Other Free Encyclopedias » Animal Life Resource » Mammals » Wallabies and Kangaroos: Macropodidae - Physical Characteristics, Behavior And Reproduction, Wallabies, Kangaroos, And People, Eastern Gray Kangaroo (macropus Giganteus): Species Accounts - GEOGRAPHIC RANGE, HABITAT, DIET, CONSERVATION STATUS

Wallabies and Kangaroos: Macropodidae - Brush-tailed Rock Wallaby (petrogale Penicillata): Species Accounts

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Physical characteristics: Brush-tailed rock wallabies have fur that is black-brown on their front section and red-brown on their rump. On their underside the fur is paler. They have a tail that is furry and dark colored, characteristics that have contributed to their name. These wallabies have distinctive markings on their heads consisting of a white stripe on their cheeks and a black stripe on their heads. Their head and body length ranges from 20 to 23 inches (51 to 58 centimeters). Their tails range in length from 20 to 28 inches (51 to 71 centimeters). Their weight ranges from 11 to 24 pounds (5 to 11 kilograms).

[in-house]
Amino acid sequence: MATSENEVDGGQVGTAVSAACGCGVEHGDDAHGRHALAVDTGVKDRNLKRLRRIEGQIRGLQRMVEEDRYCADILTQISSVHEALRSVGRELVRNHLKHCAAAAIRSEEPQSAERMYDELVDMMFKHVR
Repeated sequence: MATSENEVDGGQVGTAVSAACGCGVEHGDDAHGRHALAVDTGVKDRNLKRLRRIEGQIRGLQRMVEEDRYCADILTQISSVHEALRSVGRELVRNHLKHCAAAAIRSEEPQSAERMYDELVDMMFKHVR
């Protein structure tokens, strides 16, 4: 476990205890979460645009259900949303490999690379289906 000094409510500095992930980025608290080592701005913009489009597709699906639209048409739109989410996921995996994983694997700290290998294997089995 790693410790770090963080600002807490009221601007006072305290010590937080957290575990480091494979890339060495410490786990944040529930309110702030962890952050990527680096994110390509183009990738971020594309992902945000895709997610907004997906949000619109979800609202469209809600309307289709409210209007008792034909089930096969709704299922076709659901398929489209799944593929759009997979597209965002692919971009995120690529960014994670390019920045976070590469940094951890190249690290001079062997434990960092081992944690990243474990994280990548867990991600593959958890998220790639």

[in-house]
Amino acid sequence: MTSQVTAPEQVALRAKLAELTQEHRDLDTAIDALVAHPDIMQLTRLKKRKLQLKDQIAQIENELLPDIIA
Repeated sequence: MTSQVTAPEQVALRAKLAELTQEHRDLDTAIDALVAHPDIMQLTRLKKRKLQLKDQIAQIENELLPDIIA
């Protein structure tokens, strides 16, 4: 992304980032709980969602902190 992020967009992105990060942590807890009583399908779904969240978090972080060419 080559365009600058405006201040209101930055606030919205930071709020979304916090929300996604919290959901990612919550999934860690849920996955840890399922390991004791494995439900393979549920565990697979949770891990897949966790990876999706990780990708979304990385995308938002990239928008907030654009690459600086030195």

Brush-tailed rock-wallabies are native to Australia, but have been introduced into Hawaii and New Zealand, where populations of the animals now live. (Illustration by Marguette Dongvillo. Reproduced by permission.)

Geographic range: Brush-tailed rock wallabies live in eastern Australia. They have also been introduced successfully to Hawaii and New Zealand, where self-sustaining colonies now exist.

Habitat: Brush-tailed rock wallabies live in rocky areas in a variety of habitats such as rainforest and woodlands.

Diet: Brush-tailed rock wallabies mainly eat grass, but they also sometimes will eat herbs and fruits.

Behavior and reproduction: Brush-tailed rock wallabies are mostly nocturnal. They sleep in deep cracks in rocks and caves. Females are pregnant for thirty-one days before giving birth. Young live in the pouch for almost seven months before leaving.

Brush-tailed rock wallabies and people: Although brush-tailed rock wallabies have no current economic significance to humans, they were hunted in large numbers for their furs in the late nineteenth and early twentieth centuries.

Conservation status: The brush-tailed rock wallaby is considered Vulnerable, meaning that it faces a high risk of extinction. The main threats to these wallabies are destruction of their habitat from the grazing of livestock and predation from species of animals that are not native to Australian such as red foxes and dingoes (wild dogs). ∎

Wallabies and Kangaroos: Macropodidae - Bridled Nail-tailed Wallaby (onychogalea Fraenata): Species Accounts [next] [back] Wallabies and Kangaroos: Macropodidae - Red Kangaroo (macropus Rufus): Species Accounts

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